Thoughts from Kitchen Stories-July 17th

The movie Kitchen Stories and discussions around it were thought provoking and makes me think about the evolution of research methods and the sensitivity and ethics required to conduct a study. The movie, which is based on real life social experiments conducted in Sweden during the 1950’s follows a research institute which sets out to modernize the home kitchen. The research study collects information by making observations of Norwegian bachelors.

We looked at connections made between the moments of the movie that made us laugh and how research methodology looks drastically different today.

One particular example of a humorous part of the movie occurs when the telephone is ringing, however the participant (Isaac) never picks it up. The participant often just stares at the phone, watching it ring.  Later on when the observer asks the participant why he never picks up the phone, he learns it is because it is too costly. The fact that all the observer had to do was ask, lends itself to question why the research methods need to be so rigid? (expecting that the observer sit in the umpire chair and not communicate with the participants). A great deal of time could have passed in this research study, and the observer may never have come to gain the information as to why the participant never answered the phone. Engaging in communication is vital in research and this scene in the movie shows us how quickly the observer could have acquired the information.

There are a number of things we can question with regards to the methods employed in this research study.

  • How difficult is it to be objective when there are cameras placed everywhere?
  • Whose shape of reality is this study supposed to represent? The fact that they are not able to communicate with one another seems very obscure.
  • How long would it have taken researchers to reflect back and consider how unnatural and unrealistic the methods are?
  • Would this clinical research data be considered accurate and valid? There is a part in the movie where the participant becomes the observer.

There were some good connections between the movie and our discussion with the guest speaker, Shauneen Pete this week. In the movie, the observer (Isaac) mentions that he is not comfortable with being observed. He speaks to the fact that he was observed during the war. Knowing about the historical background lends itself to varying responses. This concept of allusion is clear. Those from Sweden and Norway would have a different response as opposed to those not from Europe who may miss the context. These deep relationships could affect the interactions needed for the research study.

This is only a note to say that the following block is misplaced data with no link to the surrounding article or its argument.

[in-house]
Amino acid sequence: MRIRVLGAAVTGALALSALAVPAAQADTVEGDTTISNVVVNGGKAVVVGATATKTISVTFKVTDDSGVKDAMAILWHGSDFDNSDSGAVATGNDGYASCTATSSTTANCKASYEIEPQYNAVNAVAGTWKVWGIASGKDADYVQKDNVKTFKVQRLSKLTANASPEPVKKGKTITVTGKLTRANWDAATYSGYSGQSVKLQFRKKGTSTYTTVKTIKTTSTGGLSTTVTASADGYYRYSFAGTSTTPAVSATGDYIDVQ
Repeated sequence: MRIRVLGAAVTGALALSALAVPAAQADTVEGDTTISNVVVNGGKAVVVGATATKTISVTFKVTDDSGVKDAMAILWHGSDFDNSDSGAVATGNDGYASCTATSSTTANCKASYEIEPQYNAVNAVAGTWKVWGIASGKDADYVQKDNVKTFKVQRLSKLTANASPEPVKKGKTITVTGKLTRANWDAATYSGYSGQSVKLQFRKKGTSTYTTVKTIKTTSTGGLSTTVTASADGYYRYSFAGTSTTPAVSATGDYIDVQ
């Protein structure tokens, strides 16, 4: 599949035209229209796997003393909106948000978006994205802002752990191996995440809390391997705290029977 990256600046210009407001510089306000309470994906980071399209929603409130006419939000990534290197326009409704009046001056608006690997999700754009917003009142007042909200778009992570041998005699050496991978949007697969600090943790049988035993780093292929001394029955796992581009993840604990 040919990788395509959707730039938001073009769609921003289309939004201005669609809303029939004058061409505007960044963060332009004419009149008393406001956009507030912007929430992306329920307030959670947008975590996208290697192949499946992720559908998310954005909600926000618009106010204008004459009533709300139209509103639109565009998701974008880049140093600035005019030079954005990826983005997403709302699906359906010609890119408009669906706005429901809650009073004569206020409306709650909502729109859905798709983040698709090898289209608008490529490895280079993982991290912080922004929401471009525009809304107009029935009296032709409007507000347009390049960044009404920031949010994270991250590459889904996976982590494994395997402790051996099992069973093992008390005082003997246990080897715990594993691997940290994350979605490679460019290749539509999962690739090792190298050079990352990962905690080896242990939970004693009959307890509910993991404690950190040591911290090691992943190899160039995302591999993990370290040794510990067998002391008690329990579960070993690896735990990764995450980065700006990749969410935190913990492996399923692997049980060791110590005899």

When we look at research groups who want to observe various cultures, we have to take into consideration how they are going to feel about it, especially if the intention is to come in and simply observe as demonstrated in the movie.  Research groups may have backlash from their participants as they may be viewed as culturally insensitive.  These research methods can be easily viewed through a colonial lens, where they are not looking to engage in dialogue and meaningful relationships to establish a base line, rather impose themselves on the participants. This research approach need to be weary of the potential for harm and think about the ethical dilemmas they may incur if not coming from a more naturalistic approach.

In Shauneen Pete’s article, Idle No More: Radical Indigeneity in Teacher Education, she speaks to the concept of critical multiculturalism, which is used to help understand the structural inequalities. This concept allows us to look closely at unequal power relationships and analyze the role of institutional inequalities. Shauneen spoke about how indigenous peoples often feel like outliers in their own communities. While she was talking about indigenous people in education, if researchers are taking a similar colonial approach, they may feel like foreigners in their own community. The potential for harm is overwhelming, especially when we look at western society and its research methods, which in the video clearly did not see the importance of dialogue between the observer and the participant. This also speaks to the importance of reciprocity of information sharing. If cultural communities are not made to feel worthy of their contributions to research studies or feel that there is a lack of information sharing, the results of the study may lead to a negative response. This response may further exacerbate the structural inequalities that continue to exist between indigenous communities and the western world.